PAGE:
Discover more from Attention Matters
5 Things About My Audience: Ben Young - Nudge
What we know and don’t know about our audience’s attention
Hi there, Attention Matters subscribers!
First things first: we’ve submitted a proposal to SXSW 2024, for those of you who are familiar with the Austin, Texas interactive festival, and Community Voting is open from now till August 20th. If you like what we do with our 3 newsletters (this one,and) or know our work in any way (some projects we’ve been behind: ADP’s Rethink Quarterly, Rockefeller Foundation’s Bellagio Bulletin, Gates Foundation’s How We Get To Next, Science Museum’s A Brief History of Stuff), then we would really love your vote please - and a comment to add to that, if you have the time, would be lovely. Thanks a ton (we really mean that, because we know how annoying some of these voting things can be)!
Right, who do we have this week? We’ve chatted with Matt Carlstrom from Quanta Magazine, John Stack from the Science Museum Group, Riham Mustafa from the International Finance Corporation and Abbie Morris from Compare Ethics so far. This week, we have Ben Young, founder and CEO at Nudge.
We’re back with 5 Things About My Audience, a series where we interview people who are trying to reach different kinds of audiences, to understand how they approach audience engagement - and how that’s been changing over the years.
Over to Ben Young:
I’m Ben. I’m the founder and CEO at Nudge. We have worked with the top advertisers in the world to figure out what analytics they need and made them accessible to everyone. It turns out attention is very important.
At Nudge I do a weekly note, covering the intersection of content, media & marketing. Recently we passed 400 editions!
1. Who is your audience? Tell us a few things you know about them.
Our audience are intellectual omnivores (yes Why Is This Interesting - I stole that) who work in media, buying, selling, creating, planning & strategizing advertising and marketing. They like to keep an eye on the market, so that they can be best prepared & informed, to help with their own plans & strategies. We purposely do our note on a Friday, to close out the week, hopefully with stories they've missed, and a POV on what it all might mean. We like the breadth from stories, to deal making, to good work, smartest commentary & data points. It gives a rich view and in any given week, one area may be more interesting than another. And it gives our audience a broad view of the key factors impacting the industry.
2. What research or tools do you have that back up your understanding of them?
I am attentive to any feedback that comes in, and we keep a log of it in a folder full of screenshots, to share internally, this helps remind us of the value we are getting from putting the work into it. So if you read a great newsletter, don’t be afraid to hit reply and let them know! It is nice to see, when one person signs up and then a couple of their work colleagues do.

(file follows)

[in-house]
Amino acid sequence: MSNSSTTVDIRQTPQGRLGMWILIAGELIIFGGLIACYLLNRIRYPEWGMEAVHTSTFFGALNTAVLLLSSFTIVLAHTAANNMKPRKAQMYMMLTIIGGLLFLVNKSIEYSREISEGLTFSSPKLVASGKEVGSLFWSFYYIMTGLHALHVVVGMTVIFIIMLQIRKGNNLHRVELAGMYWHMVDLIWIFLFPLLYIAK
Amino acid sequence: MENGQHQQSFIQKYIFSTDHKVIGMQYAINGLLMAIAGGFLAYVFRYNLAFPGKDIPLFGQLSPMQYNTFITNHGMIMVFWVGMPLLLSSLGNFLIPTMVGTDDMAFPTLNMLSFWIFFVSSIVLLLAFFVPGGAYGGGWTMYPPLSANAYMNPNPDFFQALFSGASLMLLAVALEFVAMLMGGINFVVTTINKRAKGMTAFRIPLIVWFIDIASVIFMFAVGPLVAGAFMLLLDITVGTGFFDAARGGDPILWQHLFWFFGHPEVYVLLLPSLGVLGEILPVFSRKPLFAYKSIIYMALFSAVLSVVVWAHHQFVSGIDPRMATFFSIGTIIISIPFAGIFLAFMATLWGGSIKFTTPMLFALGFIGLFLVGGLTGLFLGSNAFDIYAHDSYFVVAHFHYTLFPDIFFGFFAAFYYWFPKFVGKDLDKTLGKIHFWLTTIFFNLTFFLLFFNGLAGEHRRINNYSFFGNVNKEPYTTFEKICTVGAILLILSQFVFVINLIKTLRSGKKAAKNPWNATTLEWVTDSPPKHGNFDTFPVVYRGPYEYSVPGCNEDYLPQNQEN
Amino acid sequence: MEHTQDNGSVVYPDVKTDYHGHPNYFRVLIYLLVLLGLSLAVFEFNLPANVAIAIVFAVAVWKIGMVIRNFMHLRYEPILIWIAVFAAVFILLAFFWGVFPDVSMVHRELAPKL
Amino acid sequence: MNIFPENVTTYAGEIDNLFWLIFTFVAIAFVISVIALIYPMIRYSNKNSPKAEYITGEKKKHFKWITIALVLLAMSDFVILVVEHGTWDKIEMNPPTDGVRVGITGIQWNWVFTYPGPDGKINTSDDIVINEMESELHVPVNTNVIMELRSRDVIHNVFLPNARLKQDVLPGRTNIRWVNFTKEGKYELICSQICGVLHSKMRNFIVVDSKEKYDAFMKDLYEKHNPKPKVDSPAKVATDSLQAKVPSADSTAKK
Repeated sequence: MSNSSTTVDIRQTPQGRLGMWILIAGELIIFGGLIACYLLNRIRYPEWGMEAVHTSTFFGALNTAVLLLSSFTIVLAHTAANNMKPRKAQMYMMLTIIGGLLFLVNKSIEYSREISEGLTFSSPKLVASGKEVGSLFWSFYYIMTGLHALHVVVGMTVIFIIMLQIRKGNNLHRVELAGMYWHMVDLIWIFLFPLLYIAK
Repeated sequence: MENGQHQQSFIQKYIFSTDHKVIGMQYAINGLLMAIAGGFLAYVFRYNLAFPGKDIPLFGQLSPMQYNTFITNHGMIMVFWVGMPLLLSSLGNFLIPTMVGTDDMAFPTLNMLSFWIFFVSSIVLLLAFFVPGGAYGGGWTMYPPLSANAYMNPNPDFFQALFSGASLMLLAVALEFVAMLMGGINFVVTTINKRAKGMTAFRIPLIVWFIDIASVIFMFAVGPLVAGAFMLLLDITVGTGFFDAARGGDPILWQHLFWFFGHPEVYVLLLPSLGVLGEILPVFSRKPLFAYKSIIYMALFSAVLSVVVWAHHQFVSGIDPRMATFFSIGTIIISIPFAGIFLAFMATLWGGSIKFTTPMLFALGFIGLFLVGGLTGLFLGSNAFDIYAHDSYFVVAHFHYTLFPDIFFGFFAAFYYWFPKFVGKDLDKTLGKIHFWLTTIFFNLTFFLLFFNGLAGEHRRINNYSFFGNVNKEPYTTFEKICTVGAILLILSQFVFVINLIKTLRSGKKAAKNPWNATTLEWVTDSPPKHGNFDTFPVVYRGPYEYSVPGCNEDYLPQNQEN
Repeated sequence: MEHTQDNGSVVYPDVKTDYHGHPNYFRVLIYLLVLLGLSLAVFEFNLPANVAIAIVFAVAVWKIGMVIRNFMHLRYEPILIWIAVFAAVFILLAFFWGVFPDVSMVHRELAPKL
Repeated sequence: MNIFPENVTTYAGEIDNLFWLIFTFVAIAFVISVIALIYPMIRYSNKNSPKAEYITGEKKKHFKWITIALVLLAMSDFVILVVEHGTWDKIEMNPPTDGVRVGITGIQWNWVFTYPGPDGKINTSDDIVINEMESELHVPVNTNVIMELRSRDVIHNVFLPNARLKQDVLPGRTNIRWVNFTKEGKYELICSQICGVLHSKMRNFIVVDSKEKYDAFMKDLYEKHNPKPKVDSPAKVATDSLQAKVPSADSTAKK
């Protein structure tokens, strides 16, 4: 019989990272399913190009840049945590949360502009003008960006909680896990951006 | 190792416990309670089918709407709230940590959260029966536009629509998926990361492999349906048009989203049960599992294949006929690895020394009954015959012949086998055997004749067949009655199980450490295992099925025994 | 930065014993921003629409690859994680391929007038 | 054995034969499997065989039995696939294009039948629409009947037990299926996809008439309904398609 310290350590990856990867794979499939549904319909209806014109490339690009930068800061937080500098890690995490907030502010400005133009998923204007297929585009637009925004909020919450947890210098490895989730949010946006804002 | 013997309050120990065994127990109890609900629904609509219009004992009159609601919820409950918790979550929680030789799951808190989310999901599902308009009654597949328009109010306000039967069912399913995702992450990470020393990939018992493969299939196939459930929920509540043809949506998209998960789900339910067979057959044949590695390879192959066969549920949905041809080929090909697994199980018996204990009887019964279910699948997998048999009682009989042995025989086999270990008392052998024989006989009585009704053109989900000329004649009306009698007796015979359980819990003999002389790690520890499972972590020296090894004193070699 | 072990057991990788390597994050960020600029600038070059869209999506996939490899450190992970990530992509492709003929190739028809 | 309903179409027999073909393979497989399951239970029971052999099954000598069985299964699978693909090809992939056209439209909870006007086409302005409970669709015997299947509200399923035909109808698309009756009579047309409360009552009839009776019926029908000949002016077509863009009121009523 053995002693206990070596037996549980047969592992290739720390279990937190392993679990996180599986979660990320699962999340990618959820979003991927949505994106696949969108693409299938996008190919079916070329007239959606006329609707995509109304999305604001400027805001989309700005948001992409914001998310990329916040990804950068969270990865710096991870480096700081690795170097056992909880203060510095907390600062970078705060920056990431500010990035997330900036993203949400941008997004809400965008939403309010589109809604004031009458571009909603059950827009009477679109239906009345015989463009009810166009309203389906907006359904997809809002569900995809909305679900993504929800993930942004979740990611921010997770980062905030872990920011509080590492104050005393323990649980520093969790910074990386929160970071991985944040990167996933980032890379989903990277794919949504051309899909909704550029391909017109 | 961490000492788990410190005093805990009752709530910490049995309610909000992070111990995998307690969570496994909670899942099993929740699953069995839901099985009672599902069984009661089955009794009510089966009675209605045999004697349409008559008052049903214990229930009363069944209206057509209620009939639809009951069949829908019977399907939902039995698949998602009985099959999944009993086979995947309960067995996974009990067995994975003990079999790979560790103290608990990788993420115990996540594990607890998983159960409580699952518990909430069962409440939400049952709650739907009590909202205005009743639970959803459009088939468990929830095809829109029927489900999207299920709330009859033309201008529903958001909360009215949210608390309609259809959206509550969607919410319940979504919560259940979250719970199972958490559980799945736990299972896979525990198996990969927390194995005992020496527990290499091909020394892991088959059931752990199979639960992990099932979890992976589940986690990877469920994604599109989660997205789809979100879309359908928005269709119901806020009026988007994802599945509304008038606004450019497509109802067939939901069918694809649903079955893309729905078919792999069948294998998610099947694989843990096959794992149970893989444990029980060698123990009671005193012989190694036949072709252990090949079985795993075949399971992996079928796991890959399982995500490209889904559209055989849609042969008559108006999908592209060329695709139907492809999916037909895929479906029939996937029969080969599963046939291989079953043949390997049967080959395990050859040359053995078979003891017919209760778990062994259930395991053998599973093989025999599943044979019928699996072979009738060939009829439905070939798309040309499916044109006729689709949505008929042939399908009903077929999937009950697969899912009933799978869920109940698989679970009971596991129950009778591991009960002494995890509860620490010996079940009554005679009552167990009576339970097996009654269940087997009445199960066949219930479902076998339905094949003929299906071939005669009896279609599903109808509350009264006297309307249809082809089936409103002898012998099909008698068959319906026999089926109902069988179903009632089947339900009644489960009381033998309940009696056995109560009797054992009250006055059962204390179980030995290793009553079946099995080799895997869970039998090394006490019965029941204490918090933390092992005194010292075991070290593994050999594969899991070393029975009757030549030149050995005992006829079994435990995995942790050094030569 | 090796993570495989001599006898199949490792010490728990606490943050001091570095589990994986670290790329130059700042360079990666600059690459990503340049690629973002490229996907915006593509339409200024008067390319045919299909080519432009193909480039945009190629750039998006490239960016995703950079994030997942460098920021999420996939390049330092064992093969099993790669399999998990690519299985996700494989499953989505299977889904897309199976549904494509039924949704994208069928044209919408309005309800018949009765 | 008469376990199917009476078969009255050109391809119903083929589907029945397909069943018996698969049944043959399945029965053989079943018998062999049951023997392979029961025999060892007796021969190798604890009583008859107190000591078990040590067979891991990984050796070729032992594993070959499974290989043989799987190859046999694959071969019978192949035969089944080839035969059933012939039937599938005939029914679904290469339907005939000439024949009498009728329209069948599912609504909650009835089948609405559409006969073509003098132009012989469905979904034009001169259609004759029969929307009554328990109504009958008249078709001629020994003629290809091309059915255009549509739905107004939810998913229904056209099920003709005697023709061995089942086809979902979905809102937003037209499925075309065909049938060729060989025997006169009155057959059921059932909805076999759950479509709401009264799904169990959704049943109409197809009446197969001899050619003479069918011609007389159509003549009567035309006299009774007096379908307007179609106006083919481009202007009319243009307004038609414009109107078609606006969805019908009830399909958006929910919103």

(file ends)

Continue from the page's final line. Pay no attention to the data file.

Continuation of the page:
We capture the regular email metrics, keeping an eye on acquisition & click rates. Open rates are less reliable these days. And to talk shop we do use our own platform, Nudge, which provides analytics on things like attention, measured second by second, how far folks scroll down (and drop off). And compare this to other traffic sources. Key metrics are how far they scroll, what was the most engaging part. We use this to see how each edition performs and what the best parts are. We tend to find more engagement earlier in the morning, with people reading before, on the way to or once they get to work. With a subset revisiting to grab links, or data to share later in the day. Nudge has this neat view that shows you time of the day and days of week when your attention is higher than normal.
We love to see word of mouth drive search traffic come in looking for the Nudge newsletter. To estimate the total business value created, we check back, to see what deals originated from or were assisted by the newsletter. Given the word of mouth, that can be hard to fully quantify but we get enough directionality to give us confidence in how subscribers generate business. And have an idea of our ARPU.
We have asked (and accidentally posted a testing link) to charge for the newsletter - and there was appetite. But it’s not something we’re pursuing.
Finally, we have hosted dinners & drinks, as well as panels. To get the audience together in real life, which is always a treat. And you get to chat with folks directly.
3. Have you noticed any interesting behaviour changes in your audiences over the last 2 to 3 years?
Over the past couple of years the receptivity to a newsletter is much higher - it is the in thing to do right now. Especially for thoughtful content. Substack can take the credit for making being a newsletter reader cool again.